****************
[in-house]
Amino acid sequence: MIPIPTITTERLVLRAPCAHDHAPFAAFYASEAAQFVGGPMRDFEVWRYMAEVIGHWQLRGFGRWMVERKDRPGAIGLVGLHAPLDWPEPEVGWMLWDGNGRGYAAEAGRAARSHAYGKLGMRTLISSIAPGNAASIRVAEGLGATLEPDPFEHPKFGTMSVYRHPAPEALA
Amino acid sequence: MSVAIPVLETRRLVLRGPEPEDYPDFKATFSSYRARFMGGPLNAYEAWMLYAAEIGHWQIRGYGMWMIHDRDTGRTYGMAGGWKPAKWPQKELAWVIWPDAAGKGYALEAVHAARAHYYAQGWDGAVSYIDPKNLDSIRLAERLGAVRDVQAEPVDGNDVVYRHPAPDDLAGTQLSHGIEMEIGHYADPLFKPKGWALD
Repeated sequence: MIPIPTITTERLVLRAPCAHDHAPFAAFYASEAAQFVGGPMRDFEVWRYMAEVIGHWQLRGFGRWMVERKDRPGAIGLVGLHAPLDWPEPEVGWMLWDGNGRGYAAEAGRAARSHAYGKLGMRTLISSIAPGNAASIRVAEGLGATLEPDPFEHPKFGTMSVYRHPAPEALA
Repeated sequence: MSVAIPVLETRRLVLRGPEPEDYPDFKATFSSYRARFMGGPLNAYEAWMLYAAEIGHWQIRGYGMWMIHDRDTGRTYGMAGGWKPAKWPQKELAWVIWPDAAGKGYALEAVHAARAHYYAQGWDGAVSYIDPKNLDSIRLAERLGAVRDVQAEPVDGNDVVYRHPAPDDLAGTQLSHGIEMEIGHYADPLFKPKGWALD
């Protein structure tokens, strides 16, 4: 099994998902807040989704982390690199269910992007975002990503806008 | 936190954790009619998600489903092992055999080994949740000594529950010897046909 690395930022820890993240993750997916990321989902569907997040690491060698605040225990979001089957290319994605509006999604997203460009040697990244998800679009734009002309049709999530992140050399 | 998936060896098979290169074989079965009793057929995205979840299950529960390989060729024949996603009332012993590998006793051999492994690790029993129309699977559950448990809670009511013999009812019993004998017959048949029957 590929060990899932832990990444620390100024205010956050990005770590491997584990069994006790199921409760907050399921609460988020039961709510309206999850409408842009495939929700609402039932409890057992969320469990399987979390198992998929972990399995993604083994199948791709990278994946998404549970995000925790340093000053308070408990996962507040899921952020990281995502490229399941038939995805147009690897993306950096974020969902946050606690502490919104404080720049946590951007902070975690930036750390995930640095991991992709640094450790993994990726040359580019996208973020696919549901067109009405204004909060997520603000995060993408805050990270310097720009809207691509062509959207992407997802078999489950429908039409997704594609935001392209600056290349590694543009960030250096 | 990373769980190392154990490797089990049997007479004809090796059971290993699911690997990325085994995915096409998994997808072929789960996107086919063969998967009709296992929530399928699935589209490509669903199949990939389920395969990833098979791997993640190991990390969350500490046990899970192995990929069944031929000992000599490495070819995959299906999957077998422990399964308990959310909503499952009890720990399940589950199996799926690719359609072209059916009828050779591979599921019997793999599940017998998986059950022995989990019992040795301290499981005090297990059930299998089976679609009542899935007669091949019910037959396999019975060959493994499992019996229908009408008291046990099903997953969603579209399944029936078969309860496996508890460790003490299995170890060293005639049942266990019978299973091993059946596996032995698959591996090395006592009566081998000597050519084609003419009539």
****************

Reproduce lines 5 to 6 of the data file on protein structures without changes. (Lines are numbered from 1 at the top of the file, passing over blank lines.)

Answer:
Repeated sequence: MSVAIPVLETRRLVLRGPEPEDYPDFKATFSSYRARFMGGPLNAYEAWMLYAAEIGHWQIRGYGMWMIHDRDTGRTYGMAGGWKPAKWPQKELAWVIWPDAAGKGYALEAVHAARAHYYAQGWDGAVSYIDPKNLDSIRLAERLGAVRDVQAEPVDGNDVVYRHPAPDDLAGTQLSHGIEMEIGHYADPLFKPKGWALD
């Protein structure tokens, strides 16, 4: 099994998902807040989704982390690199269910992007975002990503806008 | 936190954790009619998600489903092992055999080994949740000594529950010897046909 690395930022820890993240993750997916990321989902569907997040690491060698605040225990979001089957290319994605509006999604997203460009040697990244998800679009734009002309049709999530992140050399 | 998936060896098979290169074989079965009793057929995205979840299950529960390989060729024949996603009332012993590998006793051999492994690790029993129309699977559950448990809670009511013999009812019993004998017959048949029957 590929060990899932832990990444620390100024205010956050990005770590491997584990069994006790199921409760907050399921609460988020039961709510309206999850409408842009495939929700609402039932409890057992969320469990399987979390198992998929972990399995993604083994199948791709990278994946998404549970995000925790340093000053308070408990996962507040899921952020990281995502490229399941038939995805147009690897993306950096974020969902946050606690502490919104404080720049946590951007902070975690930036750390995930640095991991992709640094450790993994990726040359580019996208973020696919549901067109009405204004909060997520603000995060993408805050990270310097720009809207691509062509959207992407997802078999489950429908039409997704594609935001392209600056290349590694543009960030250096 | 990373769980190392154990490797089990049997007479004809090796059971290993699911690997990325085994995915096409998994997808072929789960996107086919063969998967009709296992929530399928699935589209490509669903199949990939389920395969990833098979791997993640190991990390969350500490046990899970192995990929069944031929000992000599490495070819995959299906999957077998422990399964308990959310909503499952009890720990399940589950199996799926690719359609072209059916009828050779591979599921019997793999599940017998998986059950022995989990019992040795301290499981005090297990059930299998089976679609009542899935007669091949019910037959396999019975060959493994499992019996229908009408008291046990099903997953969603579209399944029936078969309860496996508890460790003490299995170890060293005639049942266990019978299973091993059946596996032995698959591996090395006592009566081998000597050519084609003419009539």